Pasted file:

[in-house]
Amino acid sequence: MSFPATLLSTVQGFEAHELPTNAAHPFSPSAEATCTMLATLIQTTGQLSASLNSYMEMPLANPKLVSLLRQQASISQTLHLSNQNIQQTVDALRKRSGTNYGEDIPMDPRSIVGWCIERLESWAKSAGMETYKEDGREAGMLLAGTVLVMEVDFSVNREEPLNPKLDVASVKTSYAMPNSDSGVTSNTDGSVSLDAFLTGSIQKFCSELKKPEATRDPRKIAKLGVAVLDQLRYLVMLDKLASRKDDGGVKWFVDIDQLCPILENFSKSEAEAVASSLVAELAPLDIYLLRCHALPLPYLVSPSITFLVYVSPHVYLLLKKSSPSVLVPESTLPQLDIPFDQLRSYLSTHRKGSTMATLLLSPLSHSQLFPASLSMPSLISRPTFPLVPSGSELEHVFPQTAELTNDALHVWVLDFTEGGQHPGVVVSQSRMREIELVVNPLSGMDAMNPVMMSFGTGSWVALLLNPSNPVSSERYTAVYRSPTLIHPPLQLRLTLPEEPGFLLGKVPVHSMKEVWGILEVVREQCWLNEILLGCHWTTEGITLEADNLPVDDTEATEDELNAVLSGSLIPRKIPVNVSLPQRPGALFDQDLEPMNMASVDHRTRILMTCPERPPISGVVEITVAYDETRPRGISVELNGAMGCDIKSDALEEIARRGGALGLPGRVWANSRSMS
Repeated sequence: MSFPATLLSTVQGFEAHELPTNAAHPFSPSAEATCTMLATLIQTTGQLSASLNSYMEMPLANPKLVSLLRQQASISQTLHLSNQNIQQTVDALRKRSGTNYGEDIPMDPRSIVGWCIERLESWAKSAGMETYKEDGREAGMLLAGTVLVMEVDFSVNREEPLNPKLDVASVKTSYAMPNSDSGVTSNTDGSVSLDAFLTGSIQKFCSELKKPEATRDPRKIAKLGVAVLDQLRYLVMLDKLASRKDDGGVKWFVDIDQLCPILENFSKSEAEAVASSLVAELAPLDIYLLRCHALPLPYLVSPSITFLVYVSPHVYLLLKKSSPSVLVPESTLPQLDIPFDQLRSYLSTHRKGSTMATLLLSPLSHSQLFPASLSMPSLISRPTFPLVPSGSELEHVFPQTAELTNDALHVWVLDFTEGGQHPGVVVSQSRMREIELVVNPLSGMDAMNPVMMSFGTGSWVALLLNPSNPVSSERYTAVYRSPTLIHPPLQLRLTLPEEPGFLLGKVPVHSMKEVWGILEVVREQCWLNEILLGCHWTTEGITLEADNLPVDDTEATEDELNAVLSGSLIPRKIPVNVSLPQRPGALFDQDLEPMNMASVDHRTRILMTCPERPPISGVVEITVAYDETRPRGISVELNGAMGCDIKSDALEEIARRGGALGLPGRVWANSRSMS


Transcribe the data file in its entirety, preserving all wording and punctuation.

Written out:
[in-house]
Amino acid sequence: MSFPATLLSTVQGFEAHELPTNAAHPFSPSAEATCTMLATLIQTTGQLSASLNSYMEMPLANPKLVSLLRQQASISQTLHLSNQNIQQTVDALRKRSGTNYGEDIPMDPRSIVGWCIERLESWAKSAGMETYKEDGREAGMLLAGTVLVMEVDFSVNREEPLNPKLDVASVKTSYAMPNSDSGVTSNTDGSVSLDAFLTGSIQKFCSELKKPEATRDPRKIAKLGVAVLDQLRYLVMLDKLASRKDDGGVKWFVDIDQLCPILENFSKSEAEAVASSLVAELAPLDIYLLRCHALPLPYLVSPSITFLVYVSPHVYLLLKKSSPSVLVPESTLPQLDIPFDQLRSYLSTHRKGSTMATLLLSPLSHSQLFPASLSMPSLISRPTFPLVPSGSELEHVFPQTAELTNDALHVWVLDFTEGGQHPGVVVSQSRMREIELVVNPLSGMDAMNPVMMSFGTGSWVALLLNPSNPVSSERYTAVYRSPTLIHPPLQLRLTLPEEPGFLLGKVPVHSMKEVWGILEVVREQCWLNEILLGCHWTTEGITLEADNLPVDDTEATEDELNAVLSGSLIPRKIPVNVSLPQRPGALFDQDLEPMNMASVDHRTRILMTCPERPPISGVVEITVAYDETRPRGISVELNGAMGCDIKSDALEEIARRGGALGLPGRVWANSRSMS
Repeated sequence: MSFPATLLSTVQGFEAHELPTNAAHPFSPSAEATCTMLATLIQTTGQLSASLNSYMEMPLANPKLVSLLRQQASISQTLHLSNQNIQQTVDALRKRSGTNYGEDIPMDPRSIVGWCIERLESWAKSAGMETYKEDGREAGMLLAGTVLVMEVDFSVNREEPLNPKLDVASVKTSYAMPNSDSGVTSNTDGSVSLDAFLTGSIQKFCSELKKPEATRDPRKIAKLGVAVLDQLRYLVMLDKLASRKDDGGVKWFVDIDQLCPILENFSKSEAEAVASSLVAELAPLDIYLLRCHALPLPYLVSPSITFLVYVSPHVYLLLKKSSPSVLVPESTLPQLDIPFDQLRSYLSTHRKGSTMATLLLSPLSHSQLFPASLSMPSLISRPTFPLVPSGSELEHVFPQTAELTNDALHVWVLDFTEGGQHPGVVVSQSRMREIELVVNPLSGMDAMNPVMMSFGTGSWVALLLNPSNPVSSERYTAVYRSPTLIHPPLQLRLTLPEEPGFLLGKVPVHSMKEVWGILEVVREQCWLNEILLGCHWTTEGITLEADNLPVDDTEATEDELNAVLSGSLIPRKIPVNVSLPQRPGALFDQDLEPMNMASVDHRTRILMTCPERPPISGVVEITVAYDETRPRGISVELNGAMGCDIKSDALEEIARRGGALGLPGRVWANSRSMS